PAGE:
Student body[edit]

One of the first students in the new yeshiva was Rabbi Tzvi Pesach Frank, a dayan (rabbinical judge) on the Jerusalem beit din (rabbinical court) and future Chief Rabbi of Jerusalem. The yeshiva has produced a number of Torah scholars, Torah disseminators and rabbis. It has also published many works on kabbalah.[1]

Destruction and relocation[edit]

The current home of the yeshiva on Rashi St. in the Mekor Baruch neighborhood of Jerusalem. Note the 13 windows under the roof line.

Shaar Hashamayim Yeshiva operated at 1 Gal'ed Street in the Old City of Jerusalem from 1906 to 1948. An earthquake damaged the building in 1927.[1][3] During the Israeli War of Independence, Haganah fighters used the yeshiva's roof to fire on the Jordanian army. When the Old City fell to the Jordanians, the yeshiva evacuated to Amatzia Street in the Katamon neighborhood. The Jordanians set fire to the Old City building, burning all the seforim (holy books) and furniture inside. After the liberation of the Old City by the Israeli army in 1967, the yeshiva tried to reclaim its property, without success.[1]

Shaar Hashamayim Yeshiva next moved to the Beit Yisrael neighborhood, occupying the building that now houses the shtieblekh. In 1958, the yeshiva moved to Rashbam Street in the Mekor Baruch neighborhood.[1]

When Rabbi Refoel Dovid Auerbach became the rosh yeshiva, he succeeded in establishing a permanent home for the yeshiva at 71 Rashi Street in 1992.[1][4] The design for the uppermost story of the building features thirteen windows on the sides facing the street and the rear courtyard, totaling twenty-six (the gematria of YHWH, one of the names of God).[1] (In recent years, a building addition on the top rear story covered over three of the thirteen windows there.)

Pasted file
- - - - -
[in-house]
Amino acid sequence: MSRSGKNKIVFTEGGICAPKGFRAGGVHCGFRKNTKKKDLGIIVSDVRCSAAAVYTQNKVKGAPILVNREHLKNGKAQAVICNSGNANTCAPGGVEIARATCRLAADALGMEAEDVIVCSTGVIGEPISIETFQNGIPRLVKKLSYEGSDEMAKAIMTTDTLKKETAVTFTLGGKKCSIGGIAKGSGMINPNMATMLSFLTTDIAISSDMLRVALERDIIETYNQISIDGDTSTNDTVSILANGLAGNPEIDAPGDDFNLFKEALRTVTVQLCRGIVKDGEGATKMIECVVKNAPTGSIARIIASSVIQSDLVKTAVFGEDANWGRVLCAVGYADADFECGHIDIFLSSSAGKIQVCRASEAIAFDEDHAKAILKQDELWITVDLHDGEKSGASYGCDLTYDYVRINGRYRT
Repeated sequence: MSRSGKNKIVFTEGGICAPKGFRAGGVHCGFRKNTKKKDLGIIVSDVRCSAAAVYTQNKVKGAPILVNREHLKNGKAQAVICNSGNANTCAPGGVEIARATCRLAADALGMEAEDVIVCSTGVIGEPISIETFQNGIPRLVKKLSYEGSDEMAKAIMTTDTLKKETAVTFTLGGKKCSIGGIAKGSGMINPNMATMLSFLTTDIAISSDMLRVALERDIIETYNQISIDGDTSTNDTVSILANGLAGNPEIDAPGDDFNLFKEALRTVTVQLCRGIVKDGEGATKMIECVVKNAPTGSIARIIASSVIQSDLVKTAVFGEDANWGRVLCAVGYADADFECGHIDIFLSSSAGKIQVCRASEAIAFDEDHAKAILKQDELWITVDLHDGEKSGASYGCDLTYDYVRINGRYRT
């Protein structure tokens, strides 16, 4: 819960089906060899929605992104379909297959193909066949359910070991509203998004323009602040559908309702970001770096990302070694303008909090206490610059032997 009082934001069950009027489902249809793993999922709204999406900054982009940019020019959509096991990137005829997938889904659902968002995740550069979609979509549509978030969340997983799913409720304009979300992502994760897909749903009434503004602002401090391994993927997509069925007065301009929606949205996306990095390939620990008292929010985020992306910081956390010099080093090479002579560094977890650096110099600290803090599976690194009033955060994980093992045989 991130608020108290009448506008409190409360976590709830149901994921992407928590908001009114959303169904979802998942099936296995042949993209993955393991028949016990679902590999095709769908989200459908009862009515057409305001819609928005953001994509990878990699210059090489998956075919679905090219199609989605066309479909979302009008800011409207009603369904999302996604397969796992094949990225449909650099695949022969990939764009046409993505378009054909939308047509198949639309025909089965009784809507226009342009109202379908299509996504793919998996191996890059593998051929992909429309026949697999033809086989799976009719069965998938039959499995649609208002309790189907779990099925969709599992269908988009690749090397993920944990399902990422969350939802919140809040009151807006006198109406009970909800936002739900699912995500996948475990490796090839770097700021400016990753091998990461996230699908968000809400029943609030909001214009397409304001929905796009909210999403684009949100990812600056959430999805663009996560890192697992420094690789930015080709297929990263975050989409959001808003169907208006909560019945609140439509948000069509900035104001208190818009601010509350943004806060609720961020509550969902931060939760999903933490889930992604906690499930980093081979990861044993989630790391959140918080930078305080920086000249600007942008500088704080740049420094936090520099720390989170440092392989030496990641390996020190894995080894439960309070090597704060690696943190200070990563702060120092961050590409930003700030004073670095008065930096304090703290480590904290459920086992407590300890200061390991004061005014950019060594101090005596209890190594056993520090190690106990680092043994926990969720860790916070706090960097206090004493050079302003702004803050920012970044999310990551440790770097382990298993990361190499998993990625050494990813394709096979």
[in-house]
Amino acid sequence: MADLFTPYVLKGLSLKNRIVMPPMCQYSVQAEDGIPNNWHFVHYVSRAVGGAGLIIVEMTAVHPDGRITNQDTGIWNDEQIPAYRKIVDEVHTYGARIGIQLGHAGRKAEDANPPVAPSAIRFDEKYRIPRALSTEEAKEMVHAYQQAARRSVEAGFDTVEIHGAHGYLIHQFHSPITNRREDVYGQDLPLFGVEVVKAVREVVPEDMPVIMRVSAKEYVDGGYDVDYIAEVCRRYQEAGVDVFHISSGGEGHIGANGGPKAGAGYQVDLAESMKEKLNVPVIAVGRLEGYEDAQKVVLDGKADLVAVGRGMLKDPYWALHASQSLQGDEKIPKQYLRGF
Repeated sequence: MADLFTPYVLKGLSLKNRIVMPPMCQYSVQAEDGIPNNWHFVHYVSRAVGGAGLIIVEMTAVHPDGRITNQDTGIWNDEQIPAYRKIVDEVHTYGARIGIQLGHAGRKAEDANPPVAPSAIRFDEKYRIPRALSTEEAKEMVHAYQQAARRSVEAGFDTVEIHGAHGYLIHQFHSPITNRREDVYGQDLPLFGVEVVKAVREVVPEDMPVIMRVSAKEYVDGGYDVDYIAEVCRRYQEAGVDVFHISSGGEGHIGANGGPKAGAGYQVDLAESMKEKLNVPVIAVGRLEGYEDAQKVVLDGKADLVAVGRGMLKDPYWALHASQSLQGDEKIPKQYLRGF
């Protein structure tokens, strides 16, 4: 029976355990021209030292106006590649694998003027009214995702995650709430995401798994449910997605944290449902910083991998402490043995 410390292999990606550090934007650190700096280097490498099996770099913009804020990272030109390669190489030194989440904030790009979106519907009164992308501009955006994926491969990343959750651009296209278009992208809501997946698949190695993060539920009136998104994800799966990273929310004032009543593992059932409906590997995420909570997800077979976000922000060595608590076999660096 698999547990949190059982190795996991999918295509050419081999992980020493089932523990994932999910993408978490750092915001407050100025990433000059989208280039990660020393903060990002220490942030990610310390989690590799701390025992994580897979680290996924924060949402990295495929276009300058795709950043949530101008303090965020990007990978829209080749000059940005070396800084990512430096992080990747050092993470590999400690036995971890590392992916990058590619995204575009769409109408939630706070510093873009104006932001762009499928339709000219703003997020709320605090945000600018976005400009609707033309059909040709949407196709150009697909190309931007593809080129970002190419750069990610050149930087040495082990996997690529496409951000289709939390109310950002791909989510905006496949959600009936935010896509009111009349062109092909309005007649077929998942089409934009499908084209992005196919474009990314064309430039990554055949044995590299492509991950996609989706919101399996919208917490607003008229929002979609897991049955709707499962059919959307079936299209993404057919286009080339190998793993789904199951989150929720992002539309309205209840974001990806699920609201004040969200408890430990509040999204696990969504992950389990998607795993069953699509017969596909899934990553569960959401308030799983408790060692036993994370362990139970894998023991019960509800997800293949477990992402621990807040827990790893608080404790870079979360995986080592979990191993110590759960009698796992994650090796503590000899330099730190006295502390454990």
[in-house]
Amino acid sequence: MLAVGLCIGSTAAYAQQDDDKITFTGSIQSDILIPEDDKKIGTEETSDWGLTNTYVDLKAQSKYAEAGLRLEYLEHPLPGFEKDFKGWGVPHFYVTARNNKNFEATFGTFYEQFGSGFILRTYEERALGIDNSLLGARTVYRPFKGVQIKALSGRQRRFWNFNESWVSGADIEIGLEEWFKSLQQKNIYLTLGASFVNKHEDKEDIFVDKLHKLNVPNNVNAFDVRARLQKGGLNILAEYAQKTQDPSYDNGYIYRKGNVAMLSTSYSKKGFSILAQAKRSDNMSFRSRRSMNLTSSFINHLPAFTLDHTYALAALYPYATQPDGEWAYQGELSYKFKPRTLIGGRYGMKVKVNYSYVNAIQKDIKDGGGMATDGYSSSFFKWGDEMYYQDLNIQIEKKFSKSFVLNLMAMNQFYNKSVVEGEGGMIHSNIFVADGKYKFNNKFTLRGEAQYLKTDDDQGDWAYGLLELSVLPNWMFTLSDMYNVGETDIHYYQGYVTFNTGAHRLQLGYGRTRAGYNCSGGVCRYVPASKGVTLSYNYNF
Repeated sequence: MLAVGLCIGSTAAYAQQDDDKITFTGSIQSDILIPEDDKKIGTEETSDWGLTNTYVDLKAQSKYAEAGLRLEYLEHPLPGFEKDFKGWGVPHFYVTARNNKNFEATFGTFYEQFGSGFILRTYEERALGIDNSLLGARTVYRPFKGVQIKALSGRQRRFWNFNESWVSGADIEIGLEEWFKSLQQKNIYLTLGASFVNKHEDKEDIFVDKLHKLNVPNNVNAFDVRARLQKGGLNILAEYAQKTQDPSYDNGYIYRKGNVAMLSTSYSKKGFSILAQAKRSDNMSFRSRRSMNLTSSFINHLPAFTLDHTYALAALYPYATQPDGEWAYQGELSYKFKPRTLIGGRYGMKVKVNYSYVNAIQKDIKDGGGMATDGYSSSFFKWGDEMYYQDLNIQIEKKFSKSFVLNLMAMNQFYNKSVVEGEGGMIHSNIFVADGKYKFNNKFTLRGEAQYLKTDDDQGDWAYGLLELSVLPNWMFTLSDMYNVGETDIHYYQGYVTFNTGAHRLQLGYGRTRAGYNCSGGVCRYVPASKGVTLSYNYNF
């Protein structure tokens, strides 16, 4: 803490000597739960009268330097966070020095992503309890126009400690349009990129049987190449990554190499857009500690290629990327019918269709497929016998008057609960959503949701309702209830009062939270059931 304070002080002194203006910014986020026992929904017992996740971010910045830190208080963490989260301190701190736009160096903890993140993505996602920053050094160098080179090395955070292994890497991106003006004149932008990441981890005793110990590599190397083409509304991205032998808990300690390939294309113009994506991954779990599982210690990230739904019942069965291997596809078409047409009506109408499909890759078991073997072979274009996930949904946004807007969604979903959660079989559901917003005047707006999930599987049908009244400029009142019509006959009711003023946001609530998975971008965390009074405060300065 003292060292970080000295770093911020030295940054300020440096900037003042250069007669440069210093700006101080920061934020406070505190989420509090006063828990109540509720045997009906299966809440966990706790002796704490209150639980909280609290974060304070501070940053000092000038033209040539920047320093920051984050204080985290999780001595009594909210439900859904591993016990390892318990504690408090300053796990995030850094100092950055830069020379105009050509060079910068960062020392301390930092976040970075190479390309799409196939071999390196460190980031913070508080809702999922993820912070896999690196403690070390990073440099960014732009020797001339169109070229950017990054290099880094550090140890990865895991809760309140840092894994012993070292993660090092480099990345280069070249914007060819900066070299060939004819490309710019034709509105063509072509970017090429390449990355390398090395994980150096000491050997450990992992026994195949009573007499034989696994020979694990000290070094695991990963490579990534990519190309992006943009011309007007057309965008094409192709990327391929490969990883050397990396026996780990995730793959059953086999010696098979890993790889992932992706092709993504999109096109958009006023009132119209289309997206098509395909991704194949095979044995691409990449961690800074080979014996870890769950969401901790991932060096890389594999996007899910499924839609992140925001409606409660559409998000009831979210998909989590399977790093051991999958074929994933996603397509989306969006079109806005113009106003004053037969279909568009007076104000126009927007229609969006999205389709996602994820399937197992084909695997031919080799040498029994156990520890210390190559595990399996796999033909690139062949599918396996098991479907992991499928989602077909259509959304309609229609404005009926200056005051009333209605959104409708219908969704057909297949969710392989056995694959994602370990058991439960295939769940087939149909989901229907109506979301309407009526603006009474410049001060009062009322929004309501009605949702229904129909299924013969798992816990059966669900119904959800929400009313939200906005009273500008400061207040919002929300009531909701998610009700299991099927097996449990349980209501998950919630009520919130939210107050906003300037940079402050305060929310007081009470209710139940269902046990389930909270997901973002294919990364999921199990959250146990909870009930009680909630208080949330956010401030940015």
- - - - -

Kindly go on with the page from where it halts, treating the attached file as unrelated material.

The first roshei yeshiva of Shaar Hashamayim Yeshiva were the founders, Rabbi Chaim Yehuda Leib Auerbach and Rabbi Shimon Horowitz. Auerbach chose to stay with the yeshiva even after his father, the Admor of Chernowitz-Chmielnik, died and his Hasidim asked Auerbach to take his father's place. He declined, leaving the position of Admor unfulfilled.[1]

Following Auerbach's death in 1954, his son, Rabbi Eliezer Auerbach, led the yeshiva for many years. After his death, another of Auerbach's sons, Rabbi Refoel Dovid Auerbach, assumed leadership. Subsequent roshei yeshiva were Rabbi Aharon Slotkin (who died in 1973), Rabbi Yechiel Fishel Eisenbach (who served from 1973 until his death in 2008), and the current roshei yeshiva, Rabbi Yaakov Meir Shechter and Rabbi Gamliel Rabinowitz.[1]

Auerbach's eldest son, Rabbi Shlomo Zalman Auerbach, served as president of the yeshiva; after his death, his son, Rabbi Shmuel Auerbach, succeeded him. Rabbi Shlomo Zalman's nephew, Rabbi Yechezkel Schlaff of London, and his son, Rabbi Yakov Schlaff, act as yeshiva administrator.[1]

Public events[edit]

Shaar HaShamayim Yeshiva invites the public to participate in special yeshiva events during the year. The most popular is the Thursday afternoon prayer service held during the weeks of Shovavim (the weeks coinciding with the Torah readings of Shemot, Va'eira, Bo, Beshalach, Yitro, and Mishpatim, and, in a Jewish leap year, Terumah and Tetzaveh). This service incorporates special kabbalistic tikkunim (rectifications). Other types of tikkunim and pidyonos (redemptions) are also held in the yeshiva, but without publicity.[1]

Shaar HaShamayim Yeshiva has increased public awareness of the yahrzeit of the Arizal on 5 Av, and reintroduced the custom of visiting his gravesite in Safed on that day.[1]

See also[edit]


  1. ^ a b c d e f g h i j k l m n o p Gefen, Rabbi Aryeh (20 September 2006). "A Century Since the Founding of Yeshivas Shaar HaShomayim - 5666-5766". Dei'ah VeDibur. Retrieved 23 January 2010. 
  2. ^ Rossoff, Dovid (2005). קדושים אשר בארץ: קברי צדיקים בירושלים ובני ברק [The Holy Ones in the Earth: Graves of the Righteous in Jerusalem and Bnei Brak] (in Hebrew). Jerusalem: Machon Otzar HaTorah. p. 425. 
  3. ^ Rossoff, Dovid (1998). Where Heaven Touches Earth: Jewish life in Jerusalem from medieval times to the present. Guardian Press. p. 454. ISBN 0-87306-879-3. 
  4. ^ Rossoff, Where Heaven Touches Earth, p. 403.

Further reading[edit]